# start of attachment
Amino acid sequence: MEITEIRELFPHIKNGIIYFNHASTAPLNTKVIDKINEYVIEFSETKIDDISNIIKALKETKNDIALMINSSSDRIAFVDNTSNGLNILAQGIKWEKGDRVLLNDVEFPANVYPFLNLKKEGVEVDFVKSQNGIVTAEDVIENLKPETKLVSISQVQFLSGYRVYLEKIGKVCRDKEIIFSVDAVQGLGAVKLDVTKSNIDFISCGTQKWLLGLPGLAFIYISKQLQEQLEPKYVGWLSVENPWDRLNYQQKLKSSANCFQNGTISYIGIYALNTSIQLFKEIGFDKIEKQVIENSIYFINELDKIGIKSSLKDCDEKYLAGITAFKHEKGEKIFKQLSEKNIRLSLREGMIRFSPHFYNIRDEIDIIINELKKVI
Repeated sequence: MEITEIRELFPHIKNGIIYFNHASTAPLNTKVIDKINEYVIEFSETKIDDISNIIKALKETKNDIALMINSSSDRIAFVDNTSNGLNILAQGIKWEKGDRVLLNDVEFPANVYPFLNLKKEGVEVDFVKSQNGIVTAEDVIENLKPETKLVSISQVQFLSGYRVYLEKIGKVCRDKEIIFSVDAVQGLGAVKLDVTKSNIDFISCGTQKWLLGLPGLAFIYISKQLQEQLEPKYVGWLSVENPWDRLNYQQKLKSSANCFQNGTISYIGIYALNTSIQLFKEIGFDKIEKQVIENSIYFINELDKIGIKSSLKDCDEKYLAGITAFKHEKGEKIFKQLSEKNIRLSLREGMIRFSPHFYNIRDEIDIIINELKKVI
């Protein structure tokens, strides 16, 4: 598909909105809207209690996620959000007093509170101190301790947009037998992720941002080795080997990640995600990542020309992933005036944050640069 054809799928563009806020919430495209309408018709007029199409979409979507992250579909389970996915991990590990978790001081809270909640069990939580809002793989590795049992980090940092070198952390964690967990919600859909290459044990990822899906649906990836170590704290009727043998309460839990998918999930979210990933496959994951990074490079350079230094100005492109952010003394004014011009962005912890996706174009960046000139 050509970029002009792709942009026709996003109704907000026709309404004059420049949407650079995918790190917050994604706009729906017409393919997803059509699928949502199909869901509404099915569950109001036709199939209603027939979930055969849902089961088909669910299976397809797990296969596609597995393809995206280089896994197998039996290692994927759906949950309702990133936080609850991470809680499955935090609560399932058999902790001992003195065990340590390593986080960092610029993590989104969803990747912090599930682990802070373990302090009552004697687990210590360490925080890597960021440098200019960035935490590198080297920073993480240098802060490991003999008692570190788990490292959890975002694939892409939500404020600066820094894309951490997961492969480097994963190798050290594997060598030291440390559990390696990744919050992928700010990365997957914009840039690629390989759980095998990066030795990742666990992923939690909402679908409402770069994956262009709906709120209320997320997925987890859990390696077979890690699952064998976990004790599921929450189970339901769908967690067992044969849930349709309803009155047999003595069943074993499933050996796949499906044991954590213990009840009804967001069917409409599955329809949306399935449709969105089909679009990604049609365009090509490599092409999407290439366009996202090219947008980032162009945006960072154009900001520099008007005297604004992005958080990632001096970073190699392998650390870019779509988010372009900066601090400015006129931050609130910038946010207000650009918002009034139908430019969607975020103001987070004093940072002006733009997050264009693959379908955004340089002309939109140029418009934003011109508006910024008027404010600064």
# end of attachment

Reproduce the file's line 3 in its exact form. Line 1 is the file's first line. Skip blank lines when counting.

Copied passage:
């Protein structure tokens, strides 16, 4: 598909909105809207209690996620959000007093509170101190301790947009037998992720941002080795080997990640995600990542020309992933005036944050640069 054809799928563009806020919430495209309408018709007029199409979409979507992250579909389970996915991990590990978790001081809270909640069990939580809002793989590795049992980090940092070198952390964690967990919600859909290459044990990822899906649906990836170590704290009727043998309460839990998918999930979210990933496959994951990074490079350079230094100005492109952010003394004014011009962005912890996706174009960046000139 050509970029002009792709942009026709996003109704907000026709309404004059420049949407650079995918790190917050994604706009729906017409393919997803059509699928949502199909869901509404099915569950109001036709199939209603027939979930055969849902089961088909669910299976397809797990296969596609597995393809995206280089896994197998039996290692994927759906949950309702990133936080609850991470809680499955935090609560399932058999902790001992003195065990340590390593986080960092610029993590989104969803990747912090599930682990802070373990302090009552004697687990210590360490925080890597960021440098200019960035935490590198080297920073993480240098802060490991003999008692570190788990490292959890975002694939892409939500404020600066820094894309951490997961492969480097994963190798050290594997060598030291440390559990390696990744919050992928700010990365997957914009840039690629390989759980095998990066030795990742666990992923939690909402679908409402770069994956262009709906709120209320997320997925987890859990390696077979890690699952064998976990004790599921929450189970339901769908967690067992044969849930349709309803009155047999003595069943074993499933050996796949499906044991954590213990009840009804967001069917409409599955329809949306399935449709969105089909679009990604049609365009090509490599092409999407290439366009996202090219947008980032162009945006960072154009900001520099008007005297604004992005958080990632001096970073190699392998650390870019779509988010372009900066601090400015006129931050609130910038946010207000650009918002009034139908430019969607975020103001987070004093940072002006733009997050264009693959379908955004340089002309939109140029418009934003011109508006910024008027404010600064």